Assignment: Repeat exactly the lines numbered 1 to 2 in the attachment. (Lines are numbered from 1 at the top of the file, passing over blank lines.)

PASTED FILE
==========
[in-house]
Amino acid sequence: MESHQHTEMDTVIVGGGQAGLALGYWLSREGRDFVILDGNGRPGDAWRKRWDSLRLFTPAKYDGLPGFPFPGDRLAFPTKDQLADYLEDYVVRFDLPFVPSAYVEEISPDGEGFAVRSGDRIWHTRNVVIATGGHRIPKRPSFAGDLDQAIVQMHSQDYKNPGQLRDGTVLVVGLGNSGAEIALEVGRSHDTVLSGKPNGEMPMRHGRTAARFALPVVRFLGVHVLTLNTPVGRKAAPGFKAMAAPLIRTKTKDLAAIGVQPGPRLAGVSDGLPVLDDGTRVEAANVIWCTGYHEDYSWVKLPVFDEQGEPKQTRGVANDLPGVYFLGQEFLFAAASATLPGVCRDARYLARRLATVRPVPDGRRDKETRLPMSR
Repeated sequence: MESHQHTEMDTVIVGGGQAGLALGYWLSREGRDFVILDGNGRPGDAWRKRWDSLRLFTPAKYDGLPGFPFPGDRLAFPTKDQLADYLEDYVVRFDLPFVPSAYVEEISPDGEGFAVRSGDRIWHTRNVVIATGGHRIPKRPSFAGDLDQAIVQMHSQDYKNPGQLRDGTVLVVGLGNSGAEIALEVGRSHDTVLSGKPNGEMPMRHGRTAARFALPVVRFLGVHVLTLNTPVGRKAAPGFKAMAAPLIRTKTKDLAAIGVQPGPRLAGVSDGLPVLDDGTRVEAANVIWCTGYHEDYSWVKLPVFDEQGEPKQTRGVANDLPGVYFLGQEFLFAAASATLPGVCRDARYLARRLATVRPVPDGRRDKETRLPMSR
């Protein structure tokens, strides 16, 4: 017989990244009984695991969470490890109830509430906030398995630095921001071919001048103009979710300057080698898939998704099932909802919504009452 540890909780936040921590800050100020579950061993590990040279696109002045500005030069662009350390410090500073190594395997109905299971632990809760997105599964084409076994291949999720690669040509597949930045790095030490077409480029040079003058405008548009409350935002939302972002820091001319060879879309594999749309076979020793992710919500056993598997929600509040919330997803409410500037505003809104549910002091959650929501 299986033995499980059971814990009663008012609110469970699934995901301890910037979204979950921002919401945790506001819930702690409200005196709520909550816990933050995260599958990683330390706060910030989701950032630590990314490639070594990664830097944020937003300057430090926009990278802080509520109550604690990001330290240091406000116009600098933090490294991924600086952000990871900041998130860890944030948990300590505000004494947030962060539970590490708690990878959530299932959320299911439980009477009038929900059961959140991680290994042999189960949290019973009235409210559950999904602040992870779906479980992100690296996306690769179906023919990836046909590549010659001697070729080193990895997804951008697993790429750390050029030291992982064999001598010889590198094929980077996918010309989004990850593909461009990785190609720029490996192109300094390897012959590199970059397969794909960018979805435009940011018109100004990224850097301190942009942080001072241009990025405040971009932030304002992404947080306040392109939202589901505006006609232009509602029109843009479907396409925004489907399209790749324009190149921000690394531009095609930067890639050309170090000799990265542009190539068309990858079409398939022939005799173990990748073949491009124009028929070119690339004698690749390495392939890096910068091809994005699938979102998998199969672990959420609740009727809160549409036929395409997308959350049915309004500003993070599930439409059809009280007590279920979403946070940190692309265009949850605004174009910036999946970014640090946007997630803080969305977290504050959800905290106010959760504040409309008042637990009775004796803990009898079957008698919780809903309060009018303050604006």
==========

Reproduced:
[in-house]
Amino acid sequence: MESHQHTEMDTVIVGGGQAGLALGYWLSREGRDFVILDGNGRPGDAWRKRWDSLRLFTPAKYDGLPGFPFPGDRLAFPTKDQLADYLEDYVVRFDLPFVPSAYVEEISPDGEGFAVRSGDRIWHTRNVVIATGGHRIPKRPSFAGDLDQAIVQMHSQDYKNPGQLRDGTVLVVGLGNSGAEIALEVGRSHDTVLSGKPNGEMPMRHGRTAARFALPVVRFLGVHVLTLNTPVGRKAAPGFKAMAAPLIRTKTKDLAAIGVQPGPRLAGVSDGLPVLDDGTRVEAANVIWCTGYHEDYSWVKLPVFDEQGEPKQTRGVANDLPGVYFLGQEFLFAAASATLPGVCRDARYLARRLATVRPVPDGRRDKETRLPMSR